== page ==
(go/work) under cover / undercover
Note: This expression is especially used with police, law enforcement and private investigation. The phrase can be used as a verb or an adjective.
This expression can be written as one or two words. It's often written as one word when its used before a noun.
— See that woman who looks like a prostitute? She’s really a police officer working under cover.
— Many security guards at the shopping mall work under cover.
— The reporter went under cover for more than six months while doing a story on international child trafficking.
— Much of the work catching illegal drug smuggling is done under cover.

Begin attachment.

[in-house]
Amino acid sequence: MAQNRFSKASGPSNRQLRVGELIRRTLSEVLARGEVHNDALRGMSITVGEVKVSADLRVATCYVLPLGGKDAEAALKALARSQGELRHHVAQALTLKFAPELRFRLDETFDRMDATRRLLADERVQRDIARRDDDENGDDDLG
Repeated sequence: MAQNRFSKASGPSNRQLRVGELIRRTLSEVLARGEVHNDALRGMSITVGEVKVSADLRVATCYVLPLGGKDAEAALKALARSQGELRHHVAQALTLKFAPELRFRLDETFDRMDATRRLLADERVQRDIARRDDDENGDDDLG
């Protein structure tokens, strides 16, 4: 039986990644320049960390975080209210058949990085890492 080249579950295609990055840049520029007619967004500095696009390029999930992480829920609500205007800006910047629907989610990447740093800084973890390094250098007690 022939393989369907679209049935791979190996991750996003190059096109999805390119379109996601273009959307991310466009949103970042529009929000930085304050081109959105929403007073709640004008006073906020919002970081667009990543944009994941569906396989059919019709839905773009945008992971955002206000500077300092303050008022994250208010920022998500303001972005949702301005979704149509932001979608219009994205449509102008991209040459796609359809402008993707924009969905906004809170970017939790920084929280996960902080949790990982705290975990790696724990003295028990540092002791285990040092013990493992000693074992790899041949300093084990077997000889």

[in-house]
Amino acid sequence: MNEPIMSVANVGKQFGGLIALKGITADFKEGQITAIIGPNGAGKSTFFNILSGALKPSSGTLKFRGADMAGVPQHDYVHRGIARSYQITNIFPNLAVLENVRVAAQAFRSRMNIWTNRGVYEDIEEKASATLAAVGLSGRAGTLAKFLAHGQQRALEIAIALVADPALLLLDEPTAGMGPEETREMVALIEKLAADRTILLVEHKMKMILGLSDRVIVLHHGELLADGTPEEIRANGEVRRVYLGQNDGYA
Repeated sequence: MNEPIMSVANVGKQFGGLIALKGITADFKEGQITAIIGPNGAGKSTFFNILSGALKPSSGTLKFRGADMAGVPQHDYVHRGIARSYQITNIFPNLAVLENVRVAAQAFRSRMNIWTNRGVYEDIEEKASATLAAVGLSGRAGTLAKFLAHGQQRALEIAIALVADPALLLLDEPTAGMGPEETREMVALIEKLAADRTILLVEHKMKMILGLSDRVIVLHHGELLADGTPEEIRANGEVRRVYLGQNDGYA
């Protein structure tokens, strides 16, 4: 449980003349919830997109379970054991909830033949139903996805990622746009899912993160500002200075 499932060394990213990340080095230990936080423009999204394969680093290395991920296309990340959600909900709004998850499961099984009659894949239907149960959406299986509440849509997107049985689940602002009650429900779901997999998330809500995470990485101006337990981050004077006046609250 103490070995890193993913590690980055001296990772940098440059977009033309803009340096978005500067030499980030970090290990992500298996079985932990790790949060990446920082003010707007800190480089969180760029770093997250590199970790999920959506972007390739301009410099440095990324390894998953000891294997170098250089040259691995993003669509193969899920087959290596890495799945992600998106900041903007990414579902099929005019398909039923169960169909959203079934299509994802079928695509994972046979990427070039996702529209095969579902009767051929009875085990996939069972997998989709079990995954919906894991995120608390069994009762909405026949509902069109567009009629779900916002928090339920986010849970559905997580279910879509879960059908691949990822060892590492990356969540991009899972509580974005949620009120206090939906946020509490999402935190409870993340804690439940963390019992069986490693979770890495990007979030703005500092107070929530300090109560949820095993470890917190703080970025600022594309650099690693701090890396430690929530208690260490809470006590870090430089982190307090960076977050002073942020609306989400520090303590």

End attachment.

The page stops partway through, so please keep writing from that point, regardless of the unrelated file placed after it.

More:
— My father is an undercover police officer who tries to infiltrate criminal organizations or find information about their operations.
— I'm applying for an undercover role and my husband is really upset about it.
— The movies really have made the life of someone working under cover seem very glamourous but it is difficult work.
— Ugh. I just found out my girlfriend went under cover on social media to learn about my ex-girlfriend. She doesn't trust me and now I don't trust her either.
— In the movie Mr and Mrs Smith, Brad Pitt is an undercover assassin who is unknowingly married to and living with Angelina Jolie, who also works under cover as an assassin.
— My son works under cover for the CIA. I never thought he'd become an undercover agent.
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